State Capital Highlights


AUSTIN — Texas’ March 4 primary night returns confirmed Greg Abbott and Wendy R. Davis as nominees for governor. 

Abbott, current state attorney general, got 91.5 percent of the statewide vote in the GOP primary. Davis, a state senator from Fort Worth, got 79 percent in the Democratic primary. “Ray” Madrigal of Corpus Christi got 21 percent. 

In the race for lieutenant governor, state Sen. Leticia Van de Putte of San Antonio ran unopposed and is the Texas Democratic Party’s nominee. Her legislative resume includes eight years as a state representative and 13 years as a state senator. 

In November, Van de Putte’s opponent will be the winner of a May 27 runoff between incumbent Lt. Gov. David Dewhurst and state Sen. Dan Patrick, R-Houston. Dewhurst has presided over the Senate since January 2003. 

Patrick was first elected to the Senate in November 2006. Dewhurst, who presides over the Senate, appointed Patrick as chair of the Senate Committee on Education in the 2013 regular session of the Legislature. Patrick received 41.5 percent of the Republican primary vote to Dewhurst’s 28.3 percent.

Incumbent U.S. Sen. John Cornyn won the right to seek reelection in November. In a field of eight Republican candidates, Cornyn received 60 percent of the vote. Coming in second was U.S. Rep. Steve Stockman of Clear Lake, with 19 percent.

The top two vote getters in the Democratic primary for U.S. Senate were David Alameel, a Dallas dentist, businessman and U.S. Army veteran, and political activist Kesha Rogers of Houston. A May 27 runoff will decide which of the two will face Cornyn in November. 

In the Republican Party race for attorney general, state Sen. Ken Paxton of McKinney got 44 percent of the vote, state Rep. Dan Branch of Dallas got 33 percent and current Texas Railroad Commissioner Dan Smitherman got 22 percent. Paxton and Branch will be in a May 27 runoff, and the winner will face Sam Houston, a Houston attorney, who ran unopposed in the Democratic Party primary.

In the race to succeed Susan Combs as comptroller of public accounts, state Sen. Glenn Hegar, R-Katy, received just under 50 percent of the vote — not enough to avoid a runoff. State House Ways and Means Chair Harvey Hilderbran, R-Kerrville, got 26 percent of the vote. Hilderbran’s second place finish in a field of four candidates earned Hilderbran the right to a runoff but announced he would forego the contest and support Hegar’s candidacy.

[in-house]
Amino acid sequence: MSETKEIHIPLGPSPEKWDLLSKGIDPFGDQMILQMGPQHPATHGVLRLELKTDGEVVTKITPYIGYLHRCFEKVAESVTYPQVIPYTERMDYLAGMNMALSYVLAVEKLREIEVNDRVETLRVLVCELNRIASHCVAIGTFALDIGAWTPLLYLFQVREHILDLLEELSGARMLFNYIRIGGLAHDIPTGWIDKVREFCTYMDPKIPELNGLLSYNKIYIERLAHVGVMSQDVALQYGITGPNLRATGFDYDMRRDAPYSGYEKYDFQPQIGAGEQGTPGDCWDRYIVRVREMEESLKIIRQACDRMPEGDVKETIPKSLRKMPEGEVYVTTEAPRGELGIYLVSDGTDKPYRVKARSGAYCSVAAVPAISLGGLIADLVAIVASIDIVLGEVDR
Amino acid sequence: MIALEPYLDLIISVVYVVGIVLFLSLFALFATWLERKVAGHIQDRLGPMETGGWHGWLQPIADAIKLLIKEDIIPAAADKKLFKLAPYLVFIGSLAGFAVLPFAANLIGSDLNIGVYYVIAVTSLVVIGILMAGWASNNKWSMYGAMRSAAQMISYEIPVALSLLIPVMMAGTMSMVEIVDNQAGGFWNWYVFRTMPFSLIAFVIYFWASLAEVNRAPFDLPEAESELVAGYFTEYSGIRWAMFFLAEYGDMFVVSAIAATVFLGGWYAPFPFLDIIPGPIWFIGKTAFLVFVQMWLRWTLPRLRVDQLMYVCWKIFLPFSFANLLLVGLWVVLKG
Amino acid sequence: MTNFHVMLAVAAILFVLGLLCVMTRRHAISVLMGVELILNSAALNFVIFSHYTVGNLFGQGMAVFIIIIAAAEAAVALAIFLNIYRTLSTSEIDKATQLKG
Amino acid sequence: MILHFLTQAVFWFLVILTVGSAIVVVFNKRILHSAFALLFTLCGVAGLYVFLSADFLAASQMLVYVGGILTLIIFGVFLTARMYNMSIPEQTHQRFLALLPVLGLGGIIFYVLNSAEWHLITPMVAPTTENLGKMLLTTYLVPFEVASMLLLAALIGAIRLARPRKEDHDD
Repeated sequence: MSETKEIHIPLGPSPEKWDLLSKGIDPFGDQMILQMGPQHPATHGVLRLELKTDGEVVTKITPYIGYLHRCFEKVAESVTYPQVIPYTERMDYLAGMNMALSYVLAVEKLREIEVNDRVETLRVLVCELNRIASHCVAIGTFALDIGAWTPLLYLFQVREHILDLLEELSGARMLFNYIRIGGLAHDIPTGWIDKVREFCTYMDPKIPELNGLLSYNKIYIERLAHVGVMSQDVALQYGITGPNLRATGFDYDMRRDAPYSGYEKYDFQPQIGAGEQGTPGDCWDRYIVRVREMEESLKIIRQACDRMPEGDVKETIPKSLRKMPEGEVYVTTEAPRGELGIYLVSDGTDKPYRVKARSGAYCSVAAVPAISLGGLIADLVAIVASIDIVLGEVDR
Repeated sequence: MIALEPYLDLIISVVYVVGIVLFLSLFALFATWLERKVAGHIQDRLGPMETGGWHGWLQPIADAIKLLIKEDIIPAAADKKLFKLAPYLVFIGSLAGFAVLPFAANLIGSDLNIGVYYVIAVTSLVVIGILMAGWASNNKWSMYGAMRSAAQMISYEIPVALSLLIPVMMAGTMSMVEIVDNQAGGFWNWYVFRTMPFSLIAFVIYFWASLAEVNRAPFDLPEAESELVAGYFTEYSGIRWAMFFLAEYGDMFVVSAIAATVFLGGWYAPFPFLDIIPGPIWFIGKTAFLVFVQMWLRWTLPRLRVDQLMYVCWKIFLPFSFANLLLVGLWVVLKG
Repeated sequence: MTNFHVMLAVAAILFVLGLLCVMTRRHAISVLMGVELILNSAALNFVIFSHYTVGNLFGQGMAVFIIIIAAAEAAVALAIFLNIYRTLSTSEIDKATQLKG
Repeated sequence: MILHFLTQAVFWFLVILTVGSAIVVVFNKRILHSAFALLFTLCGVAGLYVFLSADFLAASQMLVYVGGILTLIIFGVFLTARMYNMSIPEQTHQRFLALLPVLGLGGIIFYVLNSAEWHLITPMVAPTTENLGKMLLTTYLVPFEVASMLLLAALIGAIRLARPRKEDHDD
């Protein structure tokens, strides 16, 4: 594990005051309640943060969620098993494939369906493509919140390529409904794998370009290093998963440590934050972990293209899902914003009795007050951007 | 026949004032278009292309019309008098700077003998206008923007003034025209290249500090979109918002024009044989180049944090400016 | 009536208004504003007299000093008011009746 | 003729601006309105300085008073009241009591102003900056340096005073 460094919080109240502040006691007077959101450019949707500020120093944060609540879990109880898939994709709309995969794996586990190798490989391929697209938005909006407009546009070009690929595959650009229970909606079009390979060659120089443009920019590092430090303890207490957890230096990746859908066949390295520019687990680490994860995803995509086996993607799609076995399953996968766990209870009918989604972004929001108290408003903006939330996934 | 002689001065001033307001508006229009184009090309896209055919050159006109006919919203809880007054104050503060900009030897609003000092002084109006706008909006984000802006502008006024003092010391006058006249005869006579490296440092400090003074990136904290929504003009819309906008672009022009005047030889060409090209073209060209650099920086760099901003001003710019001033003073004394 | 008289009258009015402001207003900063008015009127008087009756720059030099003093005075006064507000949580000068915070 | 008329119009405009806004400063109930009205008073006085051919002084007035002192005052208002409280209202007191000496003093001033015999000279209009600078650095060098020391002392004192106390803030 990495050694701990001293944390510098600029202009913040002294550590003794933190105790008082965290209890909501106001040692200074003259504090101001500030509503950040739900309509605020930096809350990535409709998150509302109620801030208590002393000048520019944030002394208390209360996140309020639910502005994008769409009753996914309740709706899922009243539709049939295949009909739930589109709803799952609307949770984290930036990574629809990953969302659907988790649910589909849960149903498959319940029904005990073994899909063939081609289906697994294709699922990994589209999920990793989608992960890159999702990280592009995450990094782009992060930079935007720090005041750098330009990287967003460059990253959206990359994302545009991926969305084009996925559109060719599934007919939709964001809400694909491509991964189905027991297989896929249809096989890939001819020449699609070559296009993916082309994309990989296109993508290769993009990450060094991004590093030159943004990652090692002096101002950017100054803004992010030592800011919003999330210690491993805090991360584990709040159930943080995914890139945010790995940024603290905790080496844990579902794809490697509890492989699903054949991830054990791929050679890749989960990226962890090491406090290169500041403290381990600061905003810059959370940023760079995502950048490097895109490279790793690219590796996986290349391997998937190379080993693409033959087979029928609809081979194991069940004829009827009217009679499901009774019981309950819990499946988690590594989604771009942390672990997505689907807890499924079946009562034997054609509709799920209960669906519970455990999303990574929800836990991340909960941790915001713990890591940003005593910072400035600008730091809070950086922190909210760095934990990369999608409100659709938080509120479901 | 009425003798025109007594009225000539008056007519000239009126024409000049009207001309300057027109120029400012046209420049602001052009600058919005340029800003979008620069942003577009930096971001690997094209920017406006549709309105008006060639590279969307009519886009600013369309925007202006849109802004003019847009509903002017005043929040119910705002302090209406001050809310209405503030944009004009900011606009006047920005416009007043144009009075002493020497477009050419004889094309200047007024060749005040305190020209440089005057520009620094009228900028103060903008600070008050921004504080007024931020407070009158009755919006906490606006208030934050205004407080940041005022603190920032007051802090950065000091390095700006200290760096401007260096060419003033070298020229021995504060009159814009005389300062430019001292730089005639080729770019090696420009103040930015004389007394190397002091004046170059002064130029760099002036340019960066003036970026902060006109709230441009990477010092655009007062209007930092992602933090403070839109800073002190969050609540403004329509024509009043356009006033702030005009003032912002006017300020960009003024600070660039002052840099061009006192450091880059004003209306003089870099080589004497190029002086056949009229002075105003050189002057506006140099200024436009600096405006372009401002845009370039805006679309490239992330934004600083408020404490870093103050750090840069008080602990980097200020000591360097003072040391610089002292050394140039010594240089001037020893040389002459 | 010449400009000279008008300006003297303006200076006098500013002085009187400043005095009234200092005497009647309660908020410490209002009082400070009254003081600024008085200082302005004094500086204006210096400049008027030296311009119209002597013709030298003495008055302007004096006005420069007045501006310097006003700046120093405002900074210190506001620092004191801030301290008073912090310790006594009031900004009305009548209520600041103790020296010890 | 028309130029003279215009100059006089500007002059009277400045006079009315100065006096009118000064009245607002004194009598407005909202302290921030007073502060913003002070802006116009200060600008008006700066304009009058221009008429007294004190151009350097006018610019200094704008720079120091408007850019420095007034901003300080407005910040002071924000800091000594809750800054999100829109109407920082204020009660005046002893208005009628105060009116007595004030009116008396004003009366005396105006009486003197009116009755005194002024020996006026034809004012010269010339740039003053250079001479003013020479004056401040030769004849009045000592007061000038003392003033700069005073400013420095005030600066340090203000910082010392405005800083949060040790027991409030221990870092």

Mike Collier, a Houston businessman, ran unopposed in the Democratic primary and will face Hegar in the November general election.

George P. Bush, a Fort Worth attorney and son of former Florida Gov. Jeb Bush, grandson of 41st President George H.W. Bush and nephew of 43rd President George W. Bush, won 73 percent of the vote over David Watts (27 percent) in the GOP primary for Land Commissioner. In November, Bush will face John Cook, who ran unopposed in the Democratic Party primary. Cook, a former mayor of El Paso, is a military veteran and a former Southwestern Bell executive.

Former state representatives Tommy Merritt of Longview and Sid Miller of Stephenville were the top vote getters in the Republican Party primary for agriculture commissioner. They will face each other in a May 27 runoff. The winner will run against the winner of a May 27 runoff between Democrats: dairy farmer Jim Hogan of Cleburne and musician-novelist Richard “Kinky” Friedman of Medina.

Former state representative Wayne Christian of Center and Ryan Sitton, an oil and gas engineer and businessman from Pasadena, were the top two GOP vote getters for Railroad Commissioner. They will vie in a May 27 runoff and the winner will face Steve Brown in the general election in November. Brown, with 64 percent, won the Democratic Party primary over Dale Henry, who tallied 36 percent.

In the GOP race for chief justice of the Texas Supreme Court, incumbent Nathan Hecht won with 60.5 percent over former state representative Robert Talton’s 39.5 percent.
Hecht will face William Moody, who ran unopposed in the Democratic primary.

More details and results of all other primary races can be found at

Jobless rate lowest in years
Texas Workforce Commission on March 7 announced the state’s seasonally adjusted unemployment rate fell to 5.7 percent in January, the lowest since November 2008. 

It was down from 6.0 percent in December and remained below the nation’s January unemployment rate of 6.6 percent. 

Texas employers expanded their payrolls in January with the addition of 33,900 seasonally adjusted total nonfarm jobs, for a total of 322,400 jobs added over the year.


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